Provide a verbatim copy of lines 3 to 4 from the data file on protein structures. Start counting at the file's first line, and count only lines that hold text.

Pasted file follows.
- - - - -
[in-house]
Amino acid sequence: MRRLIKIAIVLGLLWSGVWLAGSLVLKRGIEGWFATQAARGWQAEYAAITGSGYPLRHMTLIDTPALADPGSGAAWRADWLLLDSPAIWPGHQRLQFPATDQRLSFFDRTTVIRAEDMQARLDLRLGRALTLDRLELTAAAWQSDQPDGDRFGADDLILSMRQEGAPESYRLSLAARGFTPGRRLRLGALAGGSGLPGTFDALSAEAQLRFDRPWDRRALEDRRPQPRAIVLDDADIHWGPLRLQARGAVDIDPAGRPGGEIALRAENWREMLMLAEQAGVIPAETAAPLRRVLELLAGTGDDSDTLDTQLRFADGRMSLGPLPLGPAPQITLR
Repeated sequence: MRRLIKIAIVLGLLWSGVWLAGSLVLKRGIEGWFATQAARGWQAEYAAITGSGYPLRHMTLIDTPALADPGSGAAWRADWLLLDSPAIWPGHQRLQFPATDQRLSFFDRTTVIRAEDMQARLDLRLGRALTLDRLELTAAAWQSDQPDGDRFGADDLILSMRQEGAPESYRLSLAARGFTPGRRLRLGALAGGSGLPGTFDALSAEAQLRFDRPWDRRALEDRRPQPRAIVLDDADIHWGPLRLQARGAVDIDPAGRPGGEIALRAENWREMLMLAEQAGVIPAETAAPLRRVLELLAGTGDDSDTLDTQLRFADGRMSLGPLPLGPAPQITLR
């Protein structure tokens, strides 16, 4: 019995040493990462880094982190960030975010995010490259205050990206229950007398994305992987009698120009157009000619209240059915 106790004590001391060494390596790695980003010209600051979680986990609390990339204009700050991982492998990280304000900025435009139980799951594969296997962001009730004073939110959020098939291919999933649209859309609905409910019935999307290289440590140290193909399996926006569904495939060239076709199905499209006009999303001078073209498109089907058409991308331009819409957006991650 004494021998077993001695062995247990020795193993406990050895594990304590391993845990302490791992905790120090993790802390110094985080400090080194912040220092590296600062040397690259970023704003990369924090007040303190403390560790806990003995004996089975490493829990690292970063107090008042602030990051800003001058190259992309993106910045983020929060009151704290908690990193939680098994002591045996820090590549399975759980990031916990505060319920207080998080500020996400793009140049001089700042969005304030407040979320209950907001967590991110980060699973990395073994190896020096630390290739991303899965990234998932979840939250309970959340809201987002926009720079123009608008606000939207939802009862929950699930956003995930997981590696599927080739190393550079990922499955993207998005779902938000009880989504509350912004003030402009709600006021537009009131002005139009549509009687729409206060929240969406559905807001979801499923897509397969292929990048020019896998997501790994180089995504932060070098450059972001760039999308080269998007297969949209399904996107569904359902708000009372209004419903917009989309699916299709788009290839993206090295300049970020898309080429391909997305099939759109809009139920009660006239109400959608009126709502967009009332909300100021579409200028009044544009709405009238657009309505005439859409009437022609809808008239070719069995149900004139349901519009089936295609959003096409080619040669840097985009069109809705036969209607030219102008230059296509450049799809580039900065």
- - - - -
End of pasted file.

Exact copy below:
Repeated sequence: MRRLIKIAIVLGLLWSGVWLAGSLVLKRGIEGWFATQAARGWQAEYAAITGSGYPLRHMTLIDTPALADPGSGAAWRADWLLLDSPAIWPGHQRLQFPATDQRLSFFDRTTVIRAEDMQARLDLRLGRALTLDRLELTAAAWQSDQPDGDRFGADDLILSMRQEGAPESYRLSLAARGFTPGRRLRLGALAGGSGLPGTFDALSAEAQLRFDRPWDRRALEDRRPQPRAIVLDDADIHWGPLRLQARGAVDIDPAGRPGGEIALRAENWREMLMLAEQAGVIPAETAAPLRRVLELLAGTGDDSDTLDTQLRFADGRMSLGPLPLGPAPQITLR
């Protein structure tokens, strides 16, 4: 019995040493990462880094982190960030975010995010490259205050990206229950007398994305992987009698120009157009000619209240059915 106790004590001391060494390596790695980003010209600051979680986990609390990339204009700050991982492998990280304000900025435009139980799951594969296997962001009730004073939110959020098939291919999933649209859309609905409910019935999307290289440590140290193909399996926006569904495939060239076709199905499209006009999303001078073209498109089907058409991308331009819409957006991650 004494021998077993001695062995247990020795193993406990050895594990304590391993845990302490791992905790120090993790802390110094985080400090080194912040220092590296600062040397690259970023704003990369924090007040303190403390560790806990003995004996089975490493829990690292970063107090008042602030990051800003001058190259992309993106910045983020929060009151704290908690990193939680098994002591045996820090590549399975759980990031916990505060319920207080998080500020996400793009140049001089700042969005304030407040979320209950907001967590991110980060699973990395073994190896020096630390290739991303899965990234998932979840939250309970959340809201987002926009720079123009608008606000939207939802009862929950699930956003995930997981590696599927080739190393550079990922499955993207998005779902938000009880989504509350912004003030402009709600006021537009009131002005139009549509009687729409206060929240969406559905807001979801499923897509397969292929990048020019896998997501790994180089995504932060070098450059972001760039999308080269998007297969949209399904996107569904359902708000009372209004419903917009989309699916299709788009290839993206090295300049970020898309080429391909997305099939759109809009139920009660006239109400959608009126709502967009009332909300100021579409200028009044544009709405009238657009309505005439859409009437022609809808008239070719069995149900004139349901519009089936295609959003096409080619040669840097985009069109809705036969209607030219102008230059296509450049799809580039900065």